• When you mention the state $|100\rangle$, are you talking about some random state with the energy of 100 (units)? Or is it the name of the state? If it's actually for an energy of $100$, then is $|0\rangle$ supposed to be zero-energy? Feb 11, 2019 at 13:05
• Yes, $|100\rangle$ and $|0\rangle$ are energy eigenstates with $100$ and $0$ Energy respectively. (Ignoring zero point energy in the case of a harmonic oscillator which contributes energy of 1/2 unit) Feb 11, 2019 at 15:35

This can be understood from a purely classical perspective, and it's a notion which appears in the discussion of almost any discrete variable. The expectation value is not necessarily an allowed state. For instance, even with a fair die, the expectation value is 3.5 (since it's the average of the possible numbers), but you'll obviously never get 3.5.

So imagine you're dealing with a superposition of two energy eigenstates $$|n_1\rangle$$ and $$|n_2\rangle$$. The question describes a long process of averaging the energies of those states and then using that average with either $$|n_1\rangle$$ or $$|n_2\rangle$$, but that isn't even necessary to get an expectation value of some arbitrary value in between the two 'allowed' states. In your discussion of 'averages', I assume you're talking about something like this: $$\frac{1}{\sqrt{2}}|n_1\rangle+\frac{1}{\sqrt{2}}|n_2\rangle$$ But you don't need to do that whole infinity-many-averages thing. You could simply consider $$\alpha |n_1\rangle+\beta n_2\rangle$$ where $$|\alpha|^2 +|\beta|^2=1$$ and choose $$\alpha$$ and $$\beta$$ such that the expectation value is whatever you want between $$|n_1\rangle$$ and $$|n_2\rangle$$.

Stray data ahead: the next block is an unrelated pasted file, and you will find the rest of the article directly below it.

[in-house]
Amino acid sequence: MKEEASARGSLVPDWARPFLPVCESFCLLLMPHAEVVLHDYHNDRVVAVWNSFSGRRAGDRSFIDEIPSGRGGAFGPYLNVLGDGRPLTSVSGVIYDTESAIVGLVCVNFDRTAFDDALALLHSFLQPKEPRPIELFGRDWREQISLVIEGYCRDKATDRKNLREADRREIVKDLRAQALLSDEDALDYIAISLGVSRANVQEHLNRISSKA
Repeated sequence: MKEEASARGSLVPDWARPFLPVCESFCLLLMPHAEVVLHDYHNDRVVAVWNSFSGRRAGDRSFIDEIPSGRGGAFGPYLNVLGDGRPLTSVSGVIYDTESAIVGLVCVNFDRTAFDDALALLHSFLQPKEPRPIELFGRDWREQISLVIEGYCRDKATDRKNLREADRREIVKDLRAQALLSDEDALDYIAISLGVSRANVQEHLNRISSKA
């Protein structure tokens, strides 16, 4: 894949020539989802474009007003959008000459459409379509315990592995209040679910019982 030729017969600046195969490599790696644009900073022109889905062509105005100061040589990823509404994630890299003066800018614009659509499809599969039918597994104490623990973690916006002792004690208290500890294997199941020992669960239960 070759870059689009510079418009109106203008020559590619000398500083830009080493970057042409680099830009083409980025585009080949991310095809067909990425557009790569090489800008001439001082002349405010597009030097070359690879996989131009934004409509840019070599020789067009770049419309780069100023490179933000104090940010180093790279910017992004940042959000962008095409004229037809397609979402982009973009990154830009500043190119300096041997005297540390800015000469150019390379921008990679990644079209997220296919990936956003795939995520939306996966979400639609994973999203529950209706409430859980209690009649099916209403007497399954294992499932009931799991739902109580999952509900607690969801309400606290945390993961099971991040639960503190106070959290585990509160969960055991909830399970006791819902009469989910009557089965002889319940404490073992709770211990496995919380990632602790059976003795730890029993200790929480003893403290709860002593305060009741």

However, in all of this, whatever $$\alpha$$ and $$\beta$$ you consider, you will only ever observe either $$|n_1\rangle$$ or $$|n_2\rangle$$. Nothing in between.

• Why did you take square roots of 1/2 in the superposition of $|n\rangle$ states though? Feb 11, 2019 at 13:09
• The sum of the coefficients' squares must be 1. Note the other equation $|\alpha|^2 +|\beta|^2=1$
– user191954
Feb 11, 2019 at 13:12

As the Schrödinger equation is linear, any linear combination of solutions is also a solution. However, solutions have be normalised to unity, thus representing unit elementary charge. Furthermore, most of these solutions are not stationary. Only solutions of the time independent equation are and represent discrete energies. Non stationary solitions can represent energies intermediate between those of the stationary states.

• So I can have a wavefunciton evolve over time and eventually I must be able to observe all energies at some point of time or other? Feb 11, 2019 at 13:08
• No you will observe these only on average. A single measurement outcome can only be one of the eigenvalues. Feb 11, 2019 at 15:17